The basic unit of the nervous system is a neuron, or nerve cell. A neuron transmits information in the form of an electrical impulse. Impulses can travel from neuron to neuron at speeds close to several hundred miles per hour.

As the central control unit of the body, the nervous system coordinates the body's systems via the autonomic nervous system and the somatic nervous system. The autonomic nervous system sends signals to certain organs so that they function without your conscious thought. For instance, you do not have to think about your stomach churning for it to digest your food. Your brain just tells your stomach to churn.

The somatic nervous system sends signals to muscles that are controlled voluntarily. For example, you have to think about whether you want to walk or run. Your legs are controlled by the somatic nervous system.
The purpose of the digestive system is similar to that of the respiratory system. It prepares needed energy and building supplies for absorption by the cells. The digestive system is a long tube that stretches from the mouth to the anus. The tube is also known as the digestive tract. As food passes through the digestive tract, it is broken down into a substance that can be easily absorbed into the bloodstream.

The digestion process begins in the mouth. Teeth, salivary glands, and the tongue work together to break down the food into a substance that can be easily swallowed. The teeth tear and smash the food. The salivary glands secrete enzymes, which prepare the food for digestion in the stomach. The tongue manipulates the food in the mouth until it is well lubricated and chewed. The tongue then pushes the food into the pharynx. The pharynx seizes the food and forms it into small balls, which are pushed into the esophagus. The esophagus transports the balls of food into the stomach.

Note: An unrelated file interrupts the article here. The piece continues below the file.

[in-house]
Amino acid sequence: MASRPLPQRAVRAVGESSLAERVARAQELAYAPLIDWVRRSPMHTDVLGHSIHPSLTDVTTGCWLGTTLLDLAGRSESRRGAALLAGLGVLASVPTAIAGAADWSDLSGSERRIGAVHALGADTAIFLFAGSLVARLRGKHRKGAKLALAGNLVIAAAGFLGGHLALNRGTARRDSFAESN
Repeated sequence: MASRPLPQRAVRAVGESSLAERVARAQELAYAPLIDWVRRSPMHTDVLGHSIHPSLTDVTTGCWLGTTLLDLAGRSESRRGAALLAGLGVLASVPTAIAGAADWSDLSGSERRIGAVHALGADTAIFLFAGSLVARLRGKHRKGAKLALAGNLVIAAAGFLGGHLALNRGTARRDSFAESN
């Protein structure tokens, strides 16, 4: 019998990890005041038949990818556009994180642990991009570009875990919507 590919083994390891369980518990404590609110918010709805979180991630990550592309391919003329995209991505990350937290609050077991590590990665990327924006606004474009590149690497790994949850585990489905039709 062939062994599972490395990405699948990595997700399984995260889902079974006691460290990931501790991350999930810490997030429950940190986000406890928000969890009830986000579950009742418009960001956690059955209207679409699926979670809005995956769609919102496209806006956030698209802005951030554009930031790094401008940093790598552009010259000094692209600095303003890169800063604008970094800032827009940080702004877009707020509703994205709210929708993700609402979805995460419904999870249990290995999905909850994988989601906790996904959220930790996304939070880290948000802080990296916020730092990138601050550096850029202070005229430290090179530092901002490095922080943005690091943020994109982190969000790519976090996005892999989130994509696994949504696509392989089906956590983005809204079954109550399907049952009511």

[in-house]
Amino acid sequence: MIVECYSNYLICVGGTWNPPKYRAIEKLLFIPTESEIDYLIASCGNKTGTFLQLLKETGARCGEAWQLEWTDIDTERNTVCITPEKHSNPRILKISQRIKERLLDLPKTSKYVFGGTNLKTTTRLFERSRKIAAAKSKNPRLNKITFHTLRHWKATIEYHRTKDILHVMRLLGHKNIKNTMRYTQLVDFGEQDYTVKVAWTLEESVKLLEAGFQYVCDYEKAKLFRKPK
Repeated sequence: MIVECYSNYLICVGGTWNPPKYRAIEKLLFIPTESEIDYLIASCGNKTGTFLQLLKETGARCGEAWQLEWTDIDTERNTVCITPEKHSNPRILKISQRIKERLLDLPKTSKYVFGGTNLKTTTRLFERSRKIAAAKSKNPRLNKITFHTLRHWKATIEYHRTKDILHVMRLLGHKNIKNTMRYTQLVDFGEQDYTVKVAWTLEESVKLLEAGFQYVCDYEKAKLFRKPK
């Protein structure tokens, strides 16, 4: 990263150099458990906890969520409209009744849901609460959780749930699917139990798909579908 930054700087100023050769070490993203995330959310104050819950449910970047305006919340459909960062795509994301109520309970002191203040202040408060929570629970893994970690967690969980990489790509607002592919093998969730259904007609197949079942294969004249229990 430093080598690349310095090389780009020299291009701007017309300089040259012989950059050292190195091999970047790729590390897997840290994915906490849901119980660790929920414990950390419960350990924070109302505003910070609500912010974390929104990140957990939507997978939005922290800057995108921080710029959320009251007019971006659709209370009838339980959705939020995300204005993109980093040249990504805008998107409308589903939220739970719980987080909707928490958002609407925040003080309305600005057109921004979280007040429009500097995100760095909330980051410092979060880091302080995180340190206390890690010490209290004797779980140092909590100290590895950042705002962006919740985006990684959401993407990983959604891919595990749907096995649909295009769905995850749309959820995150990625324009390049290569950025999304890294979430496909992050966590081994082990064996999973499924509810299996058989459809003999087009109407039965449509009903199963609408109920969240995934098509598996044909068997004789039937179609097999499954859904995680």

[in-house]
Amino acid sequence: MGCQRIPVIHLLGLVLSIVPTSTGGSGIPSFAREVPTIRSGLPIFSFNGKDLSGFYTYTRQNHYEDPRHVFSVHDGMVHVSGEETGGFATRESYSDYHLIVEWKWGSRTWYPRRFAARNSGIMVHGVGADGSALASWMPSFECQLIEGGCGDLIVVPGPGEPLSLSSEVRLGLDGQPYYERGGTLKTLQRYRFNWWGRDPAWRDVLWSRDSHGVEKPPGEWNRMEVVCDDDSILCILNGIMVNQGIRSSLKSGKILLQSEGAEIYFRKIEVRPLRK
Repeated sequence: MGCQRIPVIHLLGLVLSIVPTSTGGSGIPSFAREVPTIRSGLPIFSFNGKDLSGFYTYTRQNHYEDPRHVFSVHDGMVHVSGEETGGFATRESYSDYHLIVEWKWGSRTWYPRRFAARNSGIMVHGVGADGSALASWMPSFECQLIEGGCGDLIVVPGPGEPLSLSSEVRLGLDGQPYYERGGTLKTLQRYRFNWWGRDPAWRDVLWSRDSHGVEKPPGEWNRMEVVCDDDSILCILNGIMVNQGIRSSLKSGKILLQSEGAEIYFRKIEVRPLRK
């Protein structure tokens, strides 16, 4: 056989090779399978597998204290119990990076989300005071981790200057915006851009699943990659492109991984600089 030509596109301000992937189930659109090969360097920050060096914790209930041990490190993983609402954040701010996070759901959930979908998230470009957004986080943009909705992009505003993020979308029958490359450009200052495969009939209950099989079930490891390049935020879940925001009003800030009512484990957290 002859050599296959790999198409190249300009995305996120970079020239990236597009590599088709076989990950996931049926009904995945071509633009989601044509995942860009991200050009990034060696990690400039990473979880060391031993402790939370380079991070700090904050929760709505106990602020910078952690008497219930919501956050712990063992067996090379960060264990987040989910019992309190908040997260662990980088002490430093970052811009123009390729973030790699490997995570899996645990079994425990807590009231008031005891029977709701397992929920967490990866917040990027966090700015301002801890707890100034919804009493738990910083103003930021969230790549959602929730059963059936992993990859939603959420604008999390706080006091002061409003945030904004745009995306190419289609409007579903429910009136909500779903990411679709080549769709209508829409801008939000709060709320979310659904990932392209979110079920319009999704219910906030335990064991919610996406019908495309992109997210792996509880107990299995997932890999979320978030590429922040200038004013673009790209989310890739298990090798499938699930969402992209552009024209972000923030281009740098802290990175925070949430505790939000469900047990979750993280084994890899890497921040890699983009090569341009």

As mentioned previously, the stomach mixes the food with powerful chemicals to further the digestive process. The powerful chemicals, known as gastric juices, break down the food into a thick liquid substance called chyme. The stomach also functions as a storage tank, holding food until it passes into the small intestine. The small intestine secretes salts, acids, and enzymes, which continue the breakdown of proteins, fats, and carbohydrates. These digestive juices originate in the liver, gallbladder, and pancreas.

Nutrients are absorbed into the blood-stream through small finger-like nodules on the wall of the small intestine called villi. Chemicals and other substances that cannot be digested by the body are passed into the large intestine. Villi in the large intestine absorb most of the water and the remaining amounts of vitamins and minerals in the food. The undigested substance, known as feces, is expelled from the body through the anus.